Pine Bark Extract Helps Reduce Osteoarthritis

More and more studies are being done on various natural extracts, and many medical researchers are finding that they are effective treatments for all kinds of illnesses and diseases. Recent studies were done involving grape seed extract killing killing leukemia cancer cells, and now it has been discovered that a natural plant extract called Pycnogenol, otherwise known as the extract from marine pine tree bark, may be effective for reducing osteoarthritis.

The martime pine tree grows along the southwest coast of France, as well as in western Italy, Spain, Portugal, and northern Morocco. The bark of the maritime pine is a thick reddish orange bark. Pycnogenol, the plant extract that originates from marine pine bark, has recently been found to reduce levels of C-reactive protein (CRP), an inflammatory marker. There were multiple studies done by scientists at Germany's University of Muster and Ital's Chieti-Pescara University to come to this conclusion. The journal Redox Report published a research article about the study.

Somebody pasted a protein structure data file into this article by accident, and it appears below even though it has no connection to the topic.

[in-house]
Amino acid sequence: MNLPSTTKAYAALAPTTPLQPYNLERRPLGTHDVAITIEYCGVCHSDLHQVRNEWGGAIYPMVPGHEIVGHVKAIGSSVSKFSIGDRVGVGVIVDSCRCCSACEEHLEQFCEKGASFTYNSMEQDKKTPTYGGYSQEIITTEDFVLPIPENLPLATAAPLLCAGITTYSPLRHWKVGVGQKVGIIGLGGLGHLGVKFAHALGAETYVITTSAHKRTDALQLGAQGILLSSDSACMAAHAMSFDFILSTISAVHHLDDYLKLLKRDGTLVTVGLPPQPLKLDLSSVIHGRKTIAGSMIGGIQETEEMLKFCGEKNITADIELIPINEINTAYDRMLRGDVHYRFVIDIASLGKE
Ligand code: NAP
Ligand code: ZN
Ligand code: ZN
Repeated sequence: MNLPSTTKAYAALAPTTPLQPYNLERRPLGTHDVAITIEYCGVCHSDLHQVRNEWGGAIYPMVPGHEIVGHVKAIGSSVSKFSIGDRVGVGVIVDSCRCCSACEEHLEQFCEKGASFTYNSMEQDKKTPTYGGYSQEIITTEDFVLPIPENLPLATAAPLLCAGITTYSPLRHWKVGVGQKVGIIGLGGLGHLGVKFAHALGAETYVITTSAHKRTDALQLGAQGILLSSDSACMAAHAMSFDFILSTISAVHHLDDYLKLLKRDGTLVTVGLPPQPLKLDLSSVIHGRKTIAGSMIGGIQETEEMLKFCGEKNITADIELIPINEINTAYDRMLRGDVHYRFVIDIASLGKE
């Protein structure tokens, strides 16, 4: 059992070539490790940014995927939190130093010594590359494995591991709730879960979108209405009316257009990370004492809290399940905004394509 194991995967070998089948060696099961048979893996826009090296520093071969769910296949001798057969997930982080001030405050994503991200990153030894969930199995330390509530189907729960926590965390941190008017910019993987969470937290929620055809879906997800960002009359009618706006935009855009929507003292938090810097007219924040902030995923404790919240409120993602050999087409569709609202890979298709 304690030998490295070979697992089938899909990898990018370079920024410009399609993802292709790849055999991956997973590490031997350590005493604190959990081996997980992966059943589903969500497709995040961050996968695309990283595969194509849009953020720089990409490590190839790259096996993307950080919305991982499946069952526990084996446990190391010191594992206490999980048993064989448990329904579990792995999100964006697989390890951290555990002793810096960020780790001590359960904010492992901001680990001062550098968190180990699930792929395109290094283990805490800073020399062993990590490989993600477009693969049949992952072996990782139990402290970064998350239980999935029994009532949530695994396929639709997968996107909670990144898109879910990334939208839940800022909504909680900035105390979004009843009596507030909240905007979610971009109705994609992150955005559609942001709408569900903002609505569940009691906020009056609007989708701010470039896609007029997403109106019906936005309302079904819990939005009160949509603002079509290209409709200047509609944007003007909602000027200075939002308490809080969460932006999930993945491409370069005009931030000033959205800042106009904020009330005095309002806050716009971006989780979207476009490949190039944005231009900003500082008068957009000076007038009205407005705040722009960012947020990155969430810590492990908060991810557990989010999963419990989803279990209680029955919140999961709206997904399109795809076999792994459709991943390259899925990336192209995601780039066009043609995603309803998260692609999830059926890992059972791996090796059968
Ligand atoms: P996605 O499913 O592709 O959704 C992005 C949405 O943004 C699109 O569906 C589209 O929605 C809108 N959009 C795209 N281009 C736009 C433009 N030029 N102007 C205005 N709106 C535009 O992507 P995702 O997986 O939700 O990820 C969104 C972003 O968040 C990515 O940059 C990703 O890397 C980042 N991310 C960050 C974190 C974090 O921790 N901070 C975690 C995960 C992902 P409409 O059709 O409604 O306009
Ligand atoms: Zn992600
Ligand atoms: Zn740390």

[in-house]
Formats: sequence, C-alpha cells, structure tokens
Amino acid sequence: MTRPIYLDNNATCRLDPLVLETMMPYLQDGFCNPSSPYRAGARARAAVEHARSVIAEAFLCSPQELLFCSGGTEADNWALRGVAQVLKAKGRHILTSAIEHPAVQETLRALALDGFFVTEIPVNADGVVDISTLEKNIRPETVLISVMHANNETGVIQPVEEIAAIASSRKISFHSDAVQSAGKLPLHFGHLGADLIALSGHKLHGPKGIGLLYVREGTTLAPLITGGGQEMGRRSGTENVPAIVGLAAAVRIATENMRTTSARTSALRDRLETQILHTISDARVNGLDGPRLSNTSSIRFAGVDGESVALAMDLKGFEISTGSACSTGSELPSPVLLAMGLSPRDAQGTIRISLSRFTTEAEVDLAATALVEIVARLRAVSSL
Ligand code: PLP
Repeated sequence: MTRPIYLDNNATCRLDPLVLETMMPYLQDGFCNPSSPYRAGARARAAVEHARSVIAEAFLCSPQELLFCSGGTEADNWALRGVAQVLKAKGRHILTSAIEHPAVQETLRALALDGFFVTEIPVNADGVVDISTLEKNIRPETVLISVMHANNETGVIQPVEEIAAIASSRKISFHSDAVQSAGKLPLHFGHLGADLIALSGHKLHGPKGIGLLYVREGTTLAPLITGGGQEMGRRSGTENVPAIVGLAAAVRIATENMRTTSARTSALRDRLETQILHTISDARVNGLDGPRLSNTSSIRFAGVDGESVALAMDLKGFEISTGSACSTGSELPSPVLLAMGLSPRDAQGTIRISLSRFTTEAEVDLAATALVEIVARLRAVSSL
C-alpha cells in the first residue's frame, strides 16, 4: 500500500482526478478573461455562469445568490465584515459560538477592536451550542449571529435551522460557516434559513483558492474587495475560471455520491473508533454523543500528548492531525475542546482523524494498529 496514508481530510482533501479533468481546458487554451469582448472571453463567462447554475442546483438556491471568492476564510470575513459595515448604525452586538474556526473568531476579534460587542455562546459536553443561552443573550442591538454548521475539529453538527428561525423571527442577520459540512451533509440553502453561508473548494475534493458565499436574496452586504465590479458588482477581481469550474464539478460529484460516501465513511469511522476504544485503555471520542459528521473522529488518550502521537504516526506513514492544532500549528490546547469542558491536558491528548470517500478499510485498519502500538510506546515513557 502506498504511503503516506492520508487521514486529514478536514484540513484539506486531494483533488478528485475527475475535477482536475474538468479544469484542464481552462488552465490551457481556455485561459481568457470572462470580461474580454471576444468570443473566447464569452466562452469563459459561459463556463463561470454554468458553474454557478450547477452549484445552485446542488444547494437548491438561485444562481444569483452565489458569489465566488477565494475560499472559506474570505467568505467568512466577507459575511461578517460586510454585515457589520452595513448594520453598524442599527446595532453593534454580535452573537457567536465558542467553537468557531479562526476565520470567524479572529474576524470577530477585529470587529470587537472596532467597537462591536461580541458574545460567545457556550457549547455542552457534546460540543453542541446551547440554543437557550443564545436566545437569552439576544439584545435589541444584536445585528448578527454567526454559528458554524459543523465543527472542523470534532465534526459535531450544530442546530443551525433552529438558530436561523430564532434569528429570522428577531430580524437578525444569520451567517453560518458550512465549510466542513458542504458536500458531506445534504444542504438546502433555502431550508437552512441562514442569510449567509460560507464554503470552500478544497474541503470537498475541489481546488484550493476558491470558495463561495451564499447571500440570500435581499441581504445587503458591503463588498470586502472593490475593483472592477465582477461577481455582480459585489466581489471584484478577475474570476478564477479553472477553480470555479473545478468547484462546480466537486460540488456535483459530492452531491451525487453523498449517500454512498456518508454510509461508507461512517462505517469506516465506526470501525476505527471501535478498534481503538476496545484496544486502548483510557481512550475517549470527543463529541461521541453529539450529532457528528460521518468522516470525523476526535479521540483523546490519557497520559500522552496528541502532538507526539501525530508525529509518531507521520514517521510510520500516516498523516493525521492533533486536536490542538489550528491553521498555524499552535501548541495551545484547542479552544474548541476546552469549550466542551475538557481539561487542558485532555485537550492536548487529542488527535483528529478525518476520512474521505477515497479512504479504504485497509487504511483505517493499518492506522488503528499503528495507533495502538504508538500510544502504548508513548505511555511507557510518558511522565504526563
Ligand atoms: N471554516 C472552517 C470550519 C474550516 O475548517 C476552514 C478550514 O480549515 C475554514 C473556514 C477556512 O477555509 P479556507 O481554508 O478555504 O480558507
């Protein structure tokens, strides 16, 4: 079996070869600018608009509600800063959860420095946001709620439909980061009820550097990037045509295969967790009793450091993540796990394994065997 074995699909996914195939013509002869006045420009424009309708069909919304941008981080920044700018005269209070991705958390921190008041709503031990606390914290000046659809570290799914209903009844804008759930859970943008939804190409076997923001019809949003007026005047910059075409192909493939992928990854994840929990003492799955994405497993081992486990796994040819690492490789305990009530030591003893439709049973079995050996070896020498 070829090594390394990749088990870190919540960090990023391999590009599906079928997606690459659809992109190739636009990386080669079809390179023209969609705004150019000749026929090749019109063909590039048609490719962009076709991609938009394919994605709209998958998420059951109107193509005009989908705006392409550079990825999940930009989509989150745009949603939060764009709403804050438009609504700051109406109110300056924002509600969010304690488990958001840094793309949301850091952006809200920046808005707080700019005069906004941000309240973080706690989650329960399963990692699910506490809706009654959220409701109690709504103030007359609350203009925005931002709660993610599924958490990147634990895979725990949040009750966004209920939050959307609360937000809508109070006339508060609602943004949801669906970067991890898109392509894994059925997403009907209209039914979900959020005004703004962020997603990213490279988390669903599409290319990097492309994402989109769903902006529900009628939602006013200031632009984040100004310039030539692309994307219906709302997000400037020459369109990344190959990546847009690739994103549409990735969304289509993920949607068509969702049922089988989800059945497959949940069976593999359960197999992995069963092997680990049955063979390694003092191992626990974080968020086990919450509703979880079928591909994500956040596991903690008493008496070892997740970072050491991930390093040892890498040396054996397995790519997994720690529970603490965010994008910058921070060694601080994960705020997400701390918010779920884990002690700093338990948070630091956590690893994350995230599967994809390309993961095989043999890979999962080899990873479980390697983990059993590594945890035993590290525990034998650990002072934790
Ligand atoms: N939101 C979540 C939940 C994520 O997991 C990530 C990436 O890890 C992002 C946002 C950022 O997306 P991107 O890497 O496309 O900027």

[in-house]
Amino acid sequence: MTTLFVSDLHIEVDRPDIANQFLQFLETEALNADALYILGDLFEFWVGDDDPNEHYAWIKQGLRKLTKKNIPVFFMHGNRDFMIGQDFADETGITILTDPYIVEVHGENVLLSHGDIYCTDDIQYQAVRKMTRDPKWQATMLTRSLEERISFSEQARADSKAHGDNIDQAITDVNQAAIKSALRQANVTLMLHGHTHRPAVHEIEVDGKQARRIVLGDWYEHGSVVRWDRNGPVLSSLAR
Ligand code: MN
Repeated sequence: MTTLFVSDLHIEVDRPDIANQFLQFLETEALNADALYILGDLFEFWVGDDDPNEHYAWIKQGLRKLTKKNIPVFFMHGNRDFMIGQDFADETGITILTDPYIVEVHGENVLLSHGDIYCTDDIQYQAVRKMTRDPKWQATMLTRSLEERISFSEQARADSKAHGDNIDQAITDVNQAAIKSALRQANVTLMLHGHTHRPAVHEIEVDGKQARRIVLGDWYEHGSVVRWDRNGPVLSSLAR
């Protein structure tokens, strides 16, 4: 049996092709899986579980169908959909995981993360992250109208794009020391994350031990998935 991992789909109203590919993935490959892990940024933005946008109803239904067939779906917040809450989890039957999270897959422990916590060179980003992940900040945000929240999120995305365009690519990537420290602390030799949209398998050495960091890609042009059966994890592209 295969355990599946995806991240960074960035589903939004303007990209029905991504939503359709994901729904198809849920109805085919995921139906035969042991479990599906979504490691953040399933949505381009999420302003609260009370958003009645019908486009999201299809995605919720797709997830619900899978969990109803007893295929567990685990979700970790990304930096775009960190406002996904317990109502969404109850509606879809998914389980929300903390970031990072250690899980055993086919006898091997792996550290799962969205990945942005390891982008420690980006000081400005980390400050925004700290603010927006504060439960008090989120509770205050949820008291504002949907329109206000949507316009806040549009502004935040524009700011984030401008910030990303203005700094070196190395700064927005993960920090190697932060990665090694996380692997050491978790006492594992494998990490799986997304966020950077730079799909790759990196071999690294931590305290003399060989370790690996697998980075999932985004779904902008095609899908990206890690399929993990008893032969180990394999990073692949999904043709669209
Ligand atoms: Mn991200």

The study consulted of researchers initially drawing blood from patients with osteoarthritis and considerably high CRP levels, then they administered a placebo or 50 mg of Pycnogenol in tablet form to their patients. At the end of the study, three months later, they drew blood from the patients again. While the study showed that CRP levels lowered from 3.9mg / L to 1.1 mg / L in the Pycnogenol group and only a slightly lowered level in the placebo group, they also saw a significant reduction in inflammatory markers.

Reactive oxygen species was lowered by 30 percent and fibrinogen was lowered by 37 percent. The reduction of both of these inflammatory markers show that Pycnogenol may be able to decrease inflammation throughout the whole body. If it can stop inflammation from spreading from the joints to the whole body, it may help improve overall health and reduce cardiovascular risks.

The study is a very positive indication of the healing properties of Pycnogenol. Follow-up studies will be done to determine if the extract from marine pine bark should be used to treat osteoarthritis.